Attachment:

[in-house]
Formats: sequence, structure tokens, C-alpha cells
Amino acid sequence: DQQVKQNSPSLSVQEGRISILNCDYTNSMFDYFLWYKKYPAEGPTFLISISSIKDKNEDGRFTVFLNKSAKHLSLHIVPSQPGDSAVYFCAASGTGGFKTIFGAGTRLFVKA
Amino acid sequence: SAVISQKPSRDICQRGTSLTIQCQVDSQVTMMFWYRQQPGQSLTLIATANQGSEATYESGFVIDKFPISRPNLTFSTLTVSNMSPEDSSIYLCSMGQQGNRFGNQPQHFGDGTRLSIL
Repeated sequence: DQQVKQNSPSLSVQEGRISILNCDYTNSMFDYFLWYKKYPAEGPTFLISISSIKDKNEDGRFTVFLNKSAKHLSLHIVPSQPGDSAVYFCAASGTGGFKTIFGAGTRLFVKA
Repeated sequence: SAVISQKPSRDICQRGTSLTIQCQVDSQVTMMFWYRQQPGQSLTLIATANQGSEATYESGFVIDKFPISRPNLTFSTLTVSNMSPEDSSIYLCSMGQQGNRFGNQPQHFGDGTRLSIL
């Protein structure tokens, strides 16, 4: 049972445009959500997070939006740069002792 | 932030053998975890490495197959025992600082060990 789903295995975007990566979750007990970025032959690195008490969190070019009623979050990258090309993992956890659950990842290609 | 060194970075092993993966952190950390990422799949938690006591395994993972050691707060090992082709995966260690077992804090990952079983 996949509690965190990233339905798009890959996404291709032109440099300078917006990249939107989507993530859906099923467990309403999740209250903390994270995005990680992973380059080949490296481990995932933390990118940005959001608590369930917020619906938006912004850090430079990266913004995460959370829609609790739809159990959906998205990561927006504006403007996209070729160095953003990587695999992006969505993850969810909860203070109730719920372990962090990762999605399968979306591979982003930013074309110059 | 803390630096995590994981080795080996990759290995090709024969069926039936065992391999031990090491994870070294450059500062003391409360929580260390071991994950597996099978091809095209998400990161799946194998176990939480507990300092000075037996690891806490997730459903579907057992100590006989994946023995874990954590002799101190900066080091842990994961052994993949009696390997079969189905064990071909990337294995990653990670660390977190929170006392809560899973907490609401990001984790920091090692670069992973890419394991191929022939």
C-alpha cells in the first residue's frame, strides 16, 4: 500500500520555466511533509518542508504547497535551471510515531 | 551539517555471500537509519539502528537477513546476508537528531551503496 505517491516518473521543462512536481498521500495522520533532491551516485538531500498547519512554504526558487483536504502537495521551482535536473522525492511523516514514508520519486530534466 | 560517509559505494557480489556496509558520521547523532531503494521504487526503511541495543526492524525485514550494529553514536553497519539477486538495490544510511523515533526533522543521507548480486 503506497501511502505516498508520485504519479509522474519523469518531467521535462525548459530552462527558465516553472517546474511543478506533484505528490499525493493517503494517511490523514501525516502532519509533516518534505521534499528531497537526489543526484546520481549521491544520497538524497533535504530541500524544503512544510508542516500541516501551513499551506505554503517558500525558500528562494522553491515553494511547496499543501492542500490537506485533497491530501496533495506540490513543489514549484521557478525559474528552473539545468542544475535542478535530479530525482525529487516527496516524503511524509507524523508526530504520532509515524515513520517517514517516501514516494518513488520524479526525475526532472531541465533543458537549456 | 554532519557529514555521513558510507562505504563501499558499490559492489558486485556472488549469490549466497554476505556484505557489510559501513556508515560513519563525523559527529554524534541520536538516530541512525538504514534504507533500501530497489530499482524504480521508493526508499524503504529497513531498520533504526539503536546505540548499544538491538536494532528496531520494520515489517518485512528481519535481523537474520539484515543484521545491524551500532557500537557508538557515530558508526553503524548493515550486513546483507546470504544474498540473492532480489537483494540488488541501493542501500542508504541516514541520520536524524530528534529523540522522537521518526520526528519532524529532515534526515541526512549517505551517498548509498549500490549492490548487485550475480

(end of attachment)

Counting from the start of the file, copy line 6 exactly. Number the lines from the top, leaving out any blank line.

Repeated sequence: SAVISQKPSRDICQRGTSLTIQCQVDSQVTMMFWYRQQPGQSLTLIATANQGSEATYESGFVIDKFPISRPNLTFSTLTVSNMSPEDSSIYLCSMGQQGNRFGNQPQHFGDGTRLSIL